Archive for November, 2013

Indoor Play Ideas to Keep Kids Active and Out of the Cold

November 27th, 2013 by

It may not officially be winter yet, but temperatures are dropping and it’s dark at 5 o’clock, so we won’t tell anyone if you let the “W” word slip when you’re talking about the season. These chilly and short days make it hard to get all the play in that your kids are used to from the summer, and many of us find it easier (and certainly warmer) to stay indoors.

While not as invigorating as the outdoors, indoor spaces provide plenty of play opportunities. With a little imagination, kids can get the creative outlet and physical activity they need — all within the comfort of a warm home. Read on for four indoor play ideas to keep on hand for those especially nippy days.

1. Build pillow forts

Turn your living room into an architectural masterpiece when you break out the blankets and pillows to make a pillow fort. Your kids can use chairs and side tables for support as they create a new world under their blanket fortress. When they’re done building, you can mix up the hot chocolate or cider and do an activity like playing cards, telling stories, or drawing.

2. Play Hide and Seek in the dark

No night vision goggles allowed—turn off the lights and play a nighttime game of Hide and Seek in your house. As you let your eyes adjust, your kids will have to use all of their senses to navigate around all those walls and tables they took for granted when the lights were on. It’ll be much tougher to find each other in the dark, making this a game that could keep you busy for quite a while!

3. Twist and shout with athletic games

Even with limited indoor space, you and your kids can still stay active during the winter. Spread out the Twister mat for a couple rounds of tangled fun. You can also use a regular board game and add rules like “Once everyone has taken a turn, we all have to walk up and down the stairs two times” to get some exercise while you play.

4. Head to Play N’ Learn’s indoor playgrounds

If your kids are missing their playsets during the winter, you can always come by Play N’ Learn’s indoor showroom. We have as many playsets as your kids could ever want to play on, with all types of special features and add ons. We offer open play sessions during store hours and free play on selected days and hours. It’s a fun way to get out of the house, play hard, and meet new friends — all while staying warm.

So don’t let the cold weather cramp your play style — there are plenty of indoor activities to keep you and your kids busy during those chilly fall and winter days. Do you have an indoor play idea your kids love? Let us know below in comments.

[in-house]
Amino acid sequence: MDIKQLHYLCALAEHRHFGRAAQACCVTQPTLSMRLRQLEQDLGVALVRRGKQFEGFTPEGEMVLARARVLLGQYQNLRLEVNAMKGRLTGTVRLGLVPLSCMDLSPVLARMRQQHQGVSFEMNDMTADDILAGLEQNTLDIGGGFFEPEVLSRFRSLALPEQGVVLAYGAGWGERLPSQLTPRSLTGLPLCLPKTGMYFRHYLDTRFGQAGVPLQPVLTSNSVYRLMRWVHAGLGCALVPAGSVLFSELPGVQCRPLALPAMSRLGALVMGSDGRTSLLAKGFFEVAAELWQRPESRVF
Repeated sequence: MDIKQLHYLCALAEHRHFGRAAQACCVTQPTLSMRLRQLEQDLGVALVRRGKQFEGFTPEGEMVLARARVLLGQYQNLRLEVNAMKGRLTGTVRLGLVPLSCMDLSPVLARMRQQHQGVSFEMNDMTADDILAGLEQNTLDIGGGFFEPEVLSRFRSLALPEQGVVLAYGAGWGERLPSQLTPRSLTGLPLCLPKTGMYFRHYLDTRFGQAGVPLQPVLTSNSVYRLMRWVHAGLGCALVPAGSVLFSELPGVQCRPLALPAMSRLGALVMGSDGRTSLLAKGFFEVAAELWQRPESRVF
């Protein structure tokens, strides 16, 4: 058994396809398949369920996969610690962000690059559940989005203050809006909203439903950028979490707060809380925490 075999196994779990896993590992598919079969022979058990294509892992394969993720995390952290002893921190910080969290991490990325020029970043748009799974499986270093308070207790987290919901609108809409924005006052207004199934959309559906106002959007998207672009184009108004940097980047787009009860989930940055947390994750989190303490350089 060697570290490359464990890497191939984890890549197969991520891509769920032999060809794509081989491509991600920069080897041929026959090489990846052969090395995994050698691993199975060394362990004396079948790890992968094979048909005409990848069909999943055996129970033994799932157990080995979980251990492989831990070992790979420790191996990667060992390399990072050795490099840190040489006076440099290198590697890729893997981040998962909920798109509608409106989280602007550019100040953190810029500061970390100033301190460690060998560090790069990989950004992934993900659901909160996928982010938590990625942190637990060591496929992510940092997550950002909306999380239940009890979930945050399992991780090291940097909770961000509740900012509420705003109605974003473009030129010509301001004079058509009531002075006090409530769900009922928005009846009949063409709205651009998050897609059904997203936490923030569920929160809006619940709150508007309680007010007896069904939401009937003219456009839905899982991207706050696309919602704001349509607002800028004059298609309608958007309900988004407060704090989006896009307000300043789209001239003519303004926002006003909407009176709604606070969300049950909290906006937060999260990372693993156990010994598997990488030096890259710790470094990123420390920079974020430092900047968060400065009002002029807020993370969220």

How Much Play Supervision is Too Much? Three Ways to Let Go of Control

November 12th, 2013 by

Letting our kids run wild in the world can be a daunting idea. From scraped knees to traffic to tough social interactions with other kids, it can be tempting to stay by our kids’ side at all times and swoop in at the first sign of distress.

Yet today’s culture of constant supervision (and helicopter parenting) could actually hurt rather than help our kids, and it’s important to strike a balance. When parents are always present during play time, it can lead kids to think of their mom or dad as the leader of their play time. That doesn’t sound so bad, but when you don’t have an activity planned or you’re unable to play with your kids, they end up not knowing what to do, getting bored, and turning to easy diversions like video games while they wait for your lead.

According to blogger and author Lenore Skenazy, who wrote Free Range Kids, children need

So how can you loosen your reins — and get to the point where your kids can have free play?

1. Teach your kids boundaries when they are young

When your kids are young, teach them how to act appropriately and make good decisions in play. Help them try out the playground equipment and take risks while you’re around to supervise their first try, but gradually back off and let them do more on their own. Show them fun games they can play with their friends, like tag and basketball, and help them learn the rules that make these games run smoothly.

2. Start to walk away

Once your kids are old enough to lead their own play outside of the house, start to give them some independence. Let them play in the yard on the playset or with the basketball hoop while you’re inside or in the yard doing other things. When the time is right, let them venture outside your yard and out into the neighborhood. As they build skills and confidence, let them go further afield.

3. Take it to the playground

Bring your kids and their friends to the playground or park and let them run loose. You can go to a different area of the park and read a book or just relax while they figure out how to entertain themselves. Letting your kids learn how to be outside the perceived safety of the yard and make responsible decisions while playing is a skill they’ll need as they get older. Remember that the independence and confidence they gain when you’re out of sight and out of mind is crucial for their development.

By teaching your kids how to take risks but be safe, you’ll instill values that they’ll take with them when they play on their own. Plus, you’ll get a little free time from not keeping a constant eye on what your kids are doing!